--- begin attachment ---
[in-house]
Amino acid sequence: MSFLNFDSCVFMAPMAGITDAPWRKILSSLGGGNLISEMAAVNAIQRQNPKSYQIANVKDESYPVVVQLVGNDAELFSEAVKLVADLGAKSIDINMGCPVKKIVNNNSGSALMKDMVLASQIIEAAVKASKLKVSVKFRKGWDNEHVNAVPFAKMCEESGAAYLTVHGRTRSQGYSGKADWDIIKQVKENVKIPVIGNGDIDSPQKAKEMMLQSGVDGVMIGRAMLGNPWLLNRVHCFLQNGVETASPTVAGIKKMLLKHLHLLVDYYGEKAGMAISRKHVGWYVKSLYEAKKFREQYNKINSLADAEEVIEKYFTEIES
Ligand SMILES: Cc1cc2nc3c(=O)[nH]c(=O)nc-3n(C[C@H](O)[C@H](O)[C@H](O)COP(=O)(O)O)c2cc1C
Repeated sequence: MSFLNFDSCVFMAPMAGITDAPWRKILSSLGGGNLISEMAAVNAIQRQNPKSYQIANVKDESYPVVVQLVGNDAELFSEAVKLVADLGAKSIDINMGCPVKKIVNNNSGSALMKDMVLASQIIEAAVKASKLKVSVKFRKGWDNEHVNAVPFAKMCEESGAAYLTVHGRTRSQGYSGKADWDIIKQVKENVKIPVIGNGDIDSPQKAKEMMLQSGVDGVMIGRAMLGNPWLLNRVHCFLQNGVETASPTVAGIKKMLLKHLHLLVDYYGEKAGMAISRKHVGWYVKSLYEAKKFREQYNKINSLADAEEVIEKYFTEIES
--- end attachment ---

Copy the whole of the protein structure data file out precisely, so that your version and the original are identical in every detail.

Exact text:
[in-house]
Amino acid sequence: MSFLNFDSCVFMAPMAGITDAPWRKILSSLGGGNLISEMAAVNAIQRQNPKSYQIANVKDESYPVVVQLVGNDAELFSEAVKLVADLGAKSIDINMGCPVKKIVNNNSGSALMKDMVLASQIIEAAVKASKLKVSVKFRKGWDNEHVNAVPFAKMCEESGAAYLTVHGRTRSQGYSGKADWDIIKQVKENVKIPVIGNGDIDSPQKAKEMMLQSGVDGVMIGRAMLGNPWLLNRVHCFLQNGVETASPTVAGIKKMLLKHLHLLVDYYGEKAGMAISRKHVGWYVKSLYEAKKFREQYNKINSLADAEEVIEKYFTEIES
Ligand SMILES: Cc1cc2nc3c(=O)[nH]c(=O)nc-3n(C[C@H](O)[C@H](O)[C@H](O)COP(=O)(O)O)c2cc1C
Repeated sequence: MSFLNFDSCVFMAPMAGITDAPWRKILSSLGGGNLISEMAAVNAIQRQNPKSYQIANVKDESYPVVVQLVGNDAELFSEAVKLVADLGAKSIDINMGCPVKKIVNNNSGSALMKDMVLASQIIEAAVKASKLKVSVKFRKGWDNEHVNAVPFAKMCEESGAAYLTVHGRTRSQGYSGKADWDIIKQVKENVKIPVIGNGDIDSPQKAKEMMLQSGVDGVMIGRAMLGNPWLLNRVHCFLQNGVETASPTVAGIKKMLLKHLHLLVDYYGEKAGMAISRKHVGWYVKSLYEAKKFREQYNKINSLADAEEVIEKYFTEIES